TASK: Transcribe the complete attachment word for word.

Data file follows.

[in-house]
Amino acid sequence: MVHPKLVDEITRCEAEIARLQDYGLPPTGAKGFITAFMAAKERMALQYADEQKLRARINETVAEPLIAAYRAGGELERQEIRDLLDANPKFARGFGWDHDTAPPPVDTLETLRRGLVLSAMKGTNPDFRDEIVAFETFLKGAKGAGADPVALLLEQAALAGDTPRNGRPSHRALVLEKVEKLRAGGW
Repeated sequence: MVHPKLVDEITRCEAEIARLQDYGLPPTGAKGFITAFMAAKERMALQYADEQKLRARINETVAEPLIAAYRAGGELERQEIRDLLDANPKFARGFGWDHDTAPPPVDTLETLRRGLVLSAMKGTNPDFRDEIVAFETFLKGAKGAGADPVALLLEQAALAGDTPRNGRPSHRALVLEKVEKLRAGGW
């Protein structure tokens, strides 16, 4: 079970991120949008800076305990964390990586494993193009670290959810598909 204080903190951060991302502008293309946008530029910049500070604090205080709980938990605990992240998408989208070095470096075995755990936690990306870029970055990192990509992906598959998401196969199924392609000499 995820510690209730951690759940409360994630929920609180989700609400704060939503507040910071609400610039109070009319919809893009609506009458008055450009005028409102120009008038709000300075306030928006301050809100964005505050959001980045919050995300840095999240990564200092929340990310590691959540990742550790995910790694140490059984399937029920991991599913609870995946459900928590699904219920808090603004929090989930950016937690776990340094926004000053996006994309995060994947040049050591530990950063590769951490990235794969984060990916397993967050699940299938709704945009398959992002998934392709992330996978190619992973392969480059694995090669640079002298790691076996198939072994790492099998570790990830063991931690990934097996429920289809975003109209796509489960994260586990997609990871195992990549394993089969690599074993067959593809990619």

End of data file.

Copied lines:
[in-house]
Amino acid sequence: MVHPKLVDEITRCEAEIARLQDYGLPPTGAKGFITAFMAAKERMALQYADEQKLRARINETVAEPLIAAYRAGGELERQEIRDLLDANPKFARGFGWDHDTAPPPVDTLETLRRGLVLSAMKGTNPDFRDEIVAFETFLKGAKGAGADPVALLLEQAALAGDTPRNGRPSHRALVLEKVEKLRAGGW
Repeated sequence: MVHPKLVDEITRCEAEIARLQDYGLPPTGAKGFITAFMAAKERMALQYADEQKLRARINETVAEPLIAAYRAGGELERQEIRDLLDANPKFARGFGWDHDTAPPPVDTLETLRRGLVLSAMKGTNPDFRDEIVAFETFLKGAKGAGADPVALLLEQAALAGDTPRNGRPSHRALVLEKVEKLRAGGW
């Protein structure tokens, strides 16, 4: 079970991120949008800076305990964390990586494993193009670290959810598909 204080903190951060991302502008293309946008530029910049500070604090205080709980938990605990992240998408989208070095470096075995755990936690990306870029970055990192990509992906598959998401196969199924392609000499 995820510690209730951690759940409360994630929920609180989700609400704060939503507040910071609400610039109070009319919809893009609506009458008055450009005028409102120009008038709000300075306030928006301050809100964005505050959001980045919050995300840095999240990564200092929340990310590691959540990742550790995910790694140490059984399937029920991991599913609870995946459900928590699904219920808090603004929090989930950016937690776990340094926004000053996006994309995060994947040049050591530990950063590769951490990235794969984060990916397993967050699940299938709704945009398959992002998934392709992330996978190619992973392969480059694995090669640079002298790691076996198939072994790492099998570790990830063991931690990934097996429920289809975003109209796509489960994260586990997609990871195992990549394993089969690599074993067959593809990619």